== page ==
In the United States, marijuana is classed as an illegal drug by the federal government. But nearly half the states have legalized it, to some degree. Proponents say some strains of marijuana might have exceptional health benefits, for treating pain or inflammation in chronic conditions such as cancer, multiple sclerosis and epilepsy. Shelley Schlender reports on a strain of medical marijuana developed in Colorado that is reputed to reduce seizures in childhood epilepsy
Video

Video Airbus Adds Metal 3D Printed Parts to New Jets

By the end of this year, European aircraft manufacturing consortium Airbus plans to deliver the first of its new, extra-wide-body passenger jets, the A350-XWB. Among other technological innovations, the new plane will also incorporate metal parts made in a 3-D printer. VOA's George Putic has more.
Video

Video Death Toll From Israel-Gaza Conflict Surpasses 700

Gaza officials say a shelling hit a compound housing a United Nations-run school in the Gaza Strip, killing more than a dozen people, during an Israeli offensive in the area. Heavy fighting between the Israeli military and Hamas militants continued on Thursday, pushing up the death toll. So far, more than 730 Palestinians and 35 Israelis have been killed in the conflict. VOA's Scott Bobb has the latest from Jerusalem.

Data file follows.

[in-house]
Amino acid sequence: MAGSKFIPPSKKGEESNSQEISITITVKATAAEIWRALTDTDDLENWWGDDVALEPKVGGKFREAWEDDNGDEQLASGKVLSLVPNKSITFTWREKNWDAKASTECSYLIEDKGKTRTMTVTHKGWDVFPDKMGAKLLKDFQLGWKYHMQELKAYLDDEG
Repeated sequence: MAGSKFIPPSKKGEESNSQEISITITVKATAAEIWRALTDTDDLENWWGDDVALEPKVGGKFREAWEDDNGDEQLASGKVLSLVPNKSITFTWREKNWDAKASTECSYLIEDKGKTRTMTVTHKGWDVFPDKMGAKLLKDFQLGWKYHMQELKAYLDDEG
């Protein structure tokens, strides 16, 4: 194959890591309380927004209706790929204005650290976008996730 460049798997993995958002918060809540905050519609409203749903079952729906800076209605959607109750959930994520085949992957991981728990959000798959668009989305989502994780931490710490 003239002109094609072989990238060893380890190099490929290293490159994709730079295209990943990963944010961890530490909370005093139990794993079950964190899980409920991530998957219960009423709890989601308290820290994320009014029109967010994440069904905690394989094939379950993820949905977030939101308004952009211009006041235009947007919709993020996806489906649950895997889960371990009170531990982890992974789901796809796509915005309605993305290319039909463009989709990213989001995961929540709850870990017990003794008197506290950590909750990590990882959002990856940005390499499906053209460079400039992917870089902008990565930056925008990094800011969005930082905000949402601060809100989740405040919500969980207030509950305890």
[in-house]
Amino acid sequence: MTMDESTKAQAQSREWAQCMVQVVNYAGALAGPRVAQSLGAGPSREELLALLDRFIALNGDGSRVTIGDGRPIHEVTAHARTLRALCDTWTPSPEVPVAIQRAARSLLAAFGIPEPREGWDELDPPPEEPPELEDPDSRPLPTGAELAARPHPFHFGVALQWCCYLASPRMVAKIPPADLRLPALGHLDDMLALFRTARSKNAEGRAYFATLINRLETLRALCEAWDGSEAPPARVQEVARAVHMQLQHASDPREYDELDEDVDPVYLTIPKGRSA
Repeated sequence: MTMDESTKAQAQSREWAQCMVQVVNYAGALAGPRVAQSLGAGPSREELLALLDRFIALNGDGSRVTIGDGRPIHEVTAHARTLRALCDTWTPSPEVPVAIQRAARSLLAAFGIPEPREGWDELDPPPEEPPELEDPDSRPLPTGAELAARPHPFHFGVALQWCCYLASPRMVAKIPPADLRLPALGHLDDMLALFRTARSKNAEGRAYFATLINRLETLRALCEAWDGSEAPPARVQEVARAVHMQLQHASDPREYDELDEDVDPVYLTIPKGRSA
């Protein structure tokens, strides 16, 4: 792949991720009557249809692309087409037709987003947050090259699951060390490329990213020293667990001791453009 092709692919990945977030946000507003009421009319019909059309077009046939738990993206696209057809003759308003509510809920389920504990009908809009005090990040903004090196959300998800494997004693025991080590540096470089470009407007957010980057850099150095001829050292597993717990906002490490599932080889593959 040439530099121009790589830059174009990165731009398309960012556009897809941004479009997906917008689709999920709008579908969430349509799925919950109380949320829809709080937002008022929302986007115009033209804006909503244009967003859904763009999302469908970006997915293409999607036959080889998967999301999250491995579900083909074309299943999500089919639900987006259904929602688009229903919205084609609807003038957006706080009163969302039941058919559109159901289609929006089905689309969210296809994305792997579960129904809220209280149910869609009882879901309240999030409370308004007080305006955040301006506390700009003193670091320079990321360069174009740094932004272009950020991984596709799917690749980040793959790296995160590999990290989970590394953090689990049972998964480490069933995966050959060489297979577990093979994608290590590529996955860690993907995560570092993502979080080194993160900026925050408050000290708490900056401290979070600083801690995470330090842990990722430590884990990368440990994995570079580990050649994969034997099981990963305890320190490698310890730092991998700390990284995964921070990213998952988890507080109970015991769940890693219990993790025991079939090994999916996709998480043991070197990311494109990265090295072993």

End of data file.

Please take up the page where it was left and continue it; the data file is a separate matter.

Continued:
Video

Video AIDS Conference Welcomes Exciting Developments in HIV Treatment, Prevention

Significant strides have been made in recent years toward the treatment and prevention of HIV, the virus that causes AIDS. This year, at the International AIDS Conference, the AIDS community welcomed progress on a new pill that may prevent transmission of the deadly virus. VOA’s Anita Powell reports from Melbourne, Australia.
Video

Video Israel Targets Gaza Supply Tunnels

The Israeli military has launched a ground operation in Gaza to destroy the myriad tunnels that may have been used to smuggle weapons to Hamas. VOA's Zlatica Hoke reports that could mean more hardship for the people of Gaza, who obtain some of their essential supplies through these underground passages
Video

Video Researchers Target Low-Cost Avatar Technology

Scientists at the University of Southern California Institute for Creative Technologies say 3-dimensional representations could revolutionize social media. Elizabeth Lee has more from Los Angeles.
Video

Video IAEA: Iran Turns its Enriched Uranium Into Less Harmful Form

Iran has converted its stockpiles of enriched uranium into a less dangerous form that is more difficult to use for nuclear weapons, according to the United Nations’ Atomic Energy Agency. The move complies with an interim deal reached with Western powers on Iran's nuclear program last year, in exchange for easing of sanctions. Henry Ridgwell reports for VOA from London.
Video

Video In Cambodia, HIV Diagnosis Brings Deadly Shame

Although HIV/AIDS is now a treatable condition, a positive diagnosis is still a life altering experience. In Cambodia, people living with HIV are often disowned by friends, family and the community. This humiliation can be unbearable. We bring you one Cambodian woman’s struggle to overcome a life tragedy and her own HIV positive diagnosis.

AppleAndroid